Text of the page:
FR: As far as characterizing Baltimore, when I think of popular things to come out of Baltimore- I think of Beach House, I think of Cal Ripken, and I think of HBO's The Wire.  Have you ever seen The Wire?

VL: I’ve only seen a few episodes of it.  So I’m not a loyal Wire-watcher.  But maybe on tour…


FR: Maybe so.  Getting back to the music, “Myth” is a pretty flooring lead single.  Can you tell me how that came about?  I think it’s really interesting- the album is called Bloom, it’s coming out in May, but every time I hear “Myth”, I get a snowflake vibe.

VL: I think an important feeling for us, and this is something we will try to create live as well, is a sense of timelessness.  A sense that when you’re experiencing the album or when you’re at a show or even for ourselves, it’s important that we don’t feel that since the album comes out in Spring, it has anything to do with Springtime. The album title and the time of year it’s come out are two things that weren’t meant to be on purpose.  In a boring way, putting it out in May is the soonest we can put it out and it being called Bloom, we weren’t thinking “Oh yea, it’ll be a Spring record”.  For us, it’s a lot bigger than that and that’s why I think the timelessness is important.  You were talking earlier about the artwork and I think it’s important that you do not feel like you’re in a literal, specific place.  You could be in an atmospheric place in your mind or imagination and I think, for us, that’s the ultimate direction with the titles and songs.  These songs, in a way, a lot of them are journeys.  And,in general, with all music, I think that’s the effect it has on people.  Something is speaking to you, calling to you, and it’s taking you someplace else.  So we hope that maybe people can see beyond literal connections and go a little bit deeper than that and more abstract instead of “Spring. Flowers…”  It can be that for some people but I know, as an artist, it’s not what it’s about.  It’s an experience from beginning to end.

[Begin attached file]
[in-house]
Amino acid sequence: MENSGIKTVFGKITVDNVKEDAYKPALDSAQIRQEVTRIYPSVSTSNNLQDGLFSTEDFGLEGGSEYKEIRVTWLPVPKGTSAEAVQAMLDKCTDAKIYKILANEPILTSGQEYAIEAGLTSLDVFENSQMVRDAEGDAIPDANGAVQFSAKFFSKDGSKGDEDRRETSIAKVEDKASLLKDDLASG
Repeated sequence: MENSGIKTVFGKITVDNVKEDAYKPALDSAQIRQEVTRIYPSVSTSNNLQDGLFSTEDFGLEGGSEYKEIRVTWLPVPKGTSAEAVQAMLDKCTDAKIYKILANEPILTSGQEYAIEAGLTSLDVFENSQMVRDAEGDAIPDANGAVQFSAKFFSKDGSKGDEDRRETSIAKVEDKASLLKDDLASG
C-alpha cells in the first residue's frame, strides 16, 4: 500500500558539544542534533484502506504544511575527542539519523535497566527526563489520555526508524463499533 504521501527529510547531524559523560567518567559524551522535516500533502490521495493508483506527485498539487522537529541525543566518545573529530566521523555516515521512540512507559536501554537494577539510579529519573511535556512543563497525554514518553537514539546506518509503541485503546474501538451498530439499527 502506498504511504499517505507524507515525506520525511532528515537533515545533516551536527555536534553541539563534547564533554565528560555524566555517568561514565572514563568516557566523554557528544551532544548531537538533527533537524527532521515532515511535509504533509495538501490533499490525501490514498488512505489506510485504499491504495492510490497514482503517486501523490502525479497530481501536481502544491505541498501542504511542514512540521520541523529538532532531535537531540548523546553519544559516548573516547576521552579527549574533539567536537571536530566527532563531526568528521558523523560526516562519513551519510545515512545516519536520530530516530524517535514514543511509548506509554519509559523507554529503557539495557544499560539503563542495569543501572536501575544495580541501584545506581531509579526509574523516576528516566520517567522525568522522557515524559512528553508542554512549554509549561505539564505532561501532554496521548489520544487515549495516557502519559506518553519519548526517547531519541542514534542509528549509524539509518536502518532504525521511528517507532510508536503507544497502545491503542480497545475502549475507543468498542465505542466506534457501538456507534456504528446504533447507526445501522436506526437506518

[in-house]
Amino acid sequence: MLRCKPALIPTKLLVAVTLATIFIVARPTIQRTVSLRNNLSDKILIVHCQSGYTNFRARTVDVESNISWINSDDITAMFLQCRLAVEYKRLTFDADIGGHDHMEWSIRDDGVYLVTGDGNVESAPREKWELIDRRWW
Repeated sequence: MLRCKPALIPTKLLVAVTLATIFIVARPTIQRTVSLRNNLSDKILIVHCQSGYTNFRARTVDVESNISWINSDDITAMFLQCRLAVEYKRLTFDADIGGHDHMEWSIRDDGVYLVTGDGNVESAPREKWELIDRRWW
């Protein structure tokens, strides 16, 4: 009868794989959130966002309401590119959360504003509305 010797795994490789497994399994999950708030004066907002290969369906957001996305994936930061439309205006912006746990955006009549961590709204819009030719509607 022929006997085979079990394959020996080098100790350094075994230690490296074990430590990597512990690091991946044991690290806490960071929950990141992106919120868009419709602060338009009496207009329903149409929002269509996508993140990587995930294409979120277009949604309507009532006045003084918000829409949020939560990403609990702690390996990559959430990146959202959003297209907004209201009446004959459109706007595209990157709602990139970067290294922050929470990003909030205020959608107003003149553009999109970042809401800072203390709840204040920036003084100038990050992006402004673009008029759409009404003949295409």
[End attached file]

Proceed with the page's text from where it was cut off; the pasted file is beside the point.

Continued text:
FR: In the past, you've worked with the guys in Grizzly Bear.

VL: Years ago. Yeah.


FR: You collaborated on “Two Weeks” as well as the Twilight song.  Will there be any more collaborations in the future?  What was it like working with those guys?

VL: I have no collaborations planned for right now because my focus, as usual, is on Beach House.  That’s the most important thing for me and Alex, our dedication to Beach House.  It’s kind of hard to remember what it was like working with them.  They’re really nice guys and it was really easy and it happened really quickly.  But I don’t have anything planned right now.  I have plenty on my plate.


FR: Music now is available in a variety of formats.  You have digital downloads, CDs, vinyl of course, and even cassette tapes are making a modest comeback.  What is your favorite listening format for music and on which do you think Beach House sounds best?